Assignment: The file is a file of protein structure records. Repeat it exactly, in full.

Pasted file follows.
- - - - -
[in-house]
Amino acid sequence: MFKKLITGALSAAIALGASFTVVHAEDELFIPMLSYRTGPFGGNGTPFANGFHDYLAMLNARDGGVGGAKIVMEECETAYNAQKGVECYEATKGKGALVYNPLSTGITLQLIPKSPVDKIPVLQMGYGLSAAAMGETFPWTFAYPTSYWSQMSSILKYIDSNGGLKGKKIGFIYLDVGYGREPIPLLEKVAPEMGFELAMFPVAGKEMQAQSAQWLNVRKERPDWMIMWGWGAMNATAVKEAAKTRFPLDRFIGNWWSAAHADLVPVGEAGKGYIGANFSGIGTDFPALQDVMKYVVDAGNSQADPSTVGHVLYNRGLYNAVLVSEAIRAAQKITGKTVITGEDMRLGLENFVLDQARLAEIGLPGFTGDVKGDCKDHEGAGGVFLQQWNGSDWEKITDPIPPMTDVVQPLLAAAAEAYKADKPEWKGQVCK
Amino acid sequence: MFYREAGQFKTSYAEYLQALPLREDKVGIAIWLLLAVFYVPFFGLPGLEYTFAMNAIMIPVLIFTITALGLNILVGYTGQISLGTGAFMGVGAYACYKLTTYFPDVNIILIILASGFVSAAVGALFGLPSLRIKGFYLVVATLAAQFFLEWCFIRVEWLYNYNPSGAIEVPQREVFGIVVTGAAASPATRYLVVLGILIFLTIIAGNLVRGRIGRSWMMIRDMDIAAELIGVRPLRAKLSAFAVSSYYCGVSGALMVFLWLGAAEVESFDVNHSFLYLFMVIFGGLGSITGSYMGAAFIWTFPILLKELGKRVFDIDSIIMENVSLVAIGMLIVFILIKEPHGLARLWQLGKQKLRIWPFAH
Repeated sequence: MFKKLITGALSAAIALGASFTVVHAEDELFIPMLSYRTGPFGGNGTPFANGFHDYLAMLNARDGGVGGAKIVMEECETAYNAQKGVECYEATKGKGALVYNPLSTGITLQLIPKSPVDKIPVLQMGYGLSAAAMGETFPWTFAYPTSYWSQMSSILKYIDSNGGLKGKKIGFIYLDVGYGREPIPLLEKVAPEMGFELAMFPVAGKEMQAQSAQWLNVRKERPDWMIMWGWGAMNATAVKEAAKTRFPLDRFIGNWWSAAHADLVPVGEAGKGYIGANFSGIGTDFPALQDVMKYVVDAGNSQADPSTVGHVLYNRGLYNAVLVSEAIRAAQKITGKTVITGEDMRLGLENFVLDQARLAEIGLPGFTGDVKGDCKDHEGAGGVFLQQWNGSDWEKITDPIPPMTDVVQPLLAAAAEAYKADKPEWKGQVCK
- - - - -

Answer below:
[in-house]
Amino acid sequence: MFKKLITGALSAAIALGASFTVVHAEDELFIPMLSYRTGPFGGNGTPFANGFHDYLAMLNARDGGVGGAKIVMEECETAYNAQKGVECYEATKGKGALVYNPLSTGITLQLIPKSPVDKIPVLQMGYGLSAAAMGETFPWTFAYPTSYWSQMSSILKYIDSNGGLKGKKIGFIYLDVGYGREPIPLLEKVAPEMGFELAMFPVAGKEMQAQSAQWLNVRKERPDWMIMWGWGAMNATAVKEAAKTRFPLDRFIGNWWSAAHADLVPVGEAGKGYIGANFSGIGTDFPALQDVMKYVVDAGNSQADPSTVGHVLYNRGLYNAVLVSEAIRAAQKITGKTVITGEDMRLGLENFVLDQARLAEIGLPGFTGDVKGDCKDHEGAGGVFLQQWNGSDWEKITDPIPPMTDVVQPLLAAAAEAYKADKPEWKGQVCK
Amino acid sequence: MFYREAGQFKTSYAEYLQALPLREDKVGIAIWLLLAVFYVPFFGLPGLEYTFAMNAIMIPVLIFTITALGLNILVGYTGQISLGTGAFMGVGAYACYKLTTYFPDVNIILIILASGFVSAAVGALFGLPSLRIKGFYLVVATLAAQFFLEWCFIRVEWLYNYNPSGAIEVPQREVFGIVVTGAAASPATRYLVVLGILIFLTIIAGNLVRGRIGRSWMMIRDMDIAAELIGVRPLRAKLSAFAVSSYYCGVSGALMVFLWLGAAEVESFDVNHSFLYLFMVIFGGLGSITGSYMGAAFIWTFPILLKELGKRVFDIDSIIMENVSLVAIGMLIVFILIKEPHGLARLWQLGKQKLRIWPFAH
Repeated sequence: MFKKLITGALSAAIALGASFTVVHAEDELFIPMLSYRTGPFGGNGTPFANGFHDYLAMLNARDGGVGGAKIVMEECETAYNAQKGVECYEATKGKGALVYNPLSTGITLQLIPKSPVDKIPVLQMGYGLSAAAMGETFPWTFAYPTSYWSQMSSILKYIDSNGGLKGKKIGFIYLDVGYGREPIPLLEKVAPEMGFELAMFPVAGKEMQAQSAQWLNVRKERPDWMIMWGWGAMNATAVKEAAKTRFPLDRFIGNWWSAAHADLVPVGEAGKGYIGANFSGIGTDFPALQDVMKYVVDAGNSQADPSTVGHVLYNRGLYNAVLVSEAIRAAQKITGKTVITGEDMRLGLENFVLDQARLAEIGLPGFTGDVKGDCKDHEGAGGVFLQQWNGSDWEKITDPIPPMTDVVQPLLAAAAEAYKADKPEWKGQVCK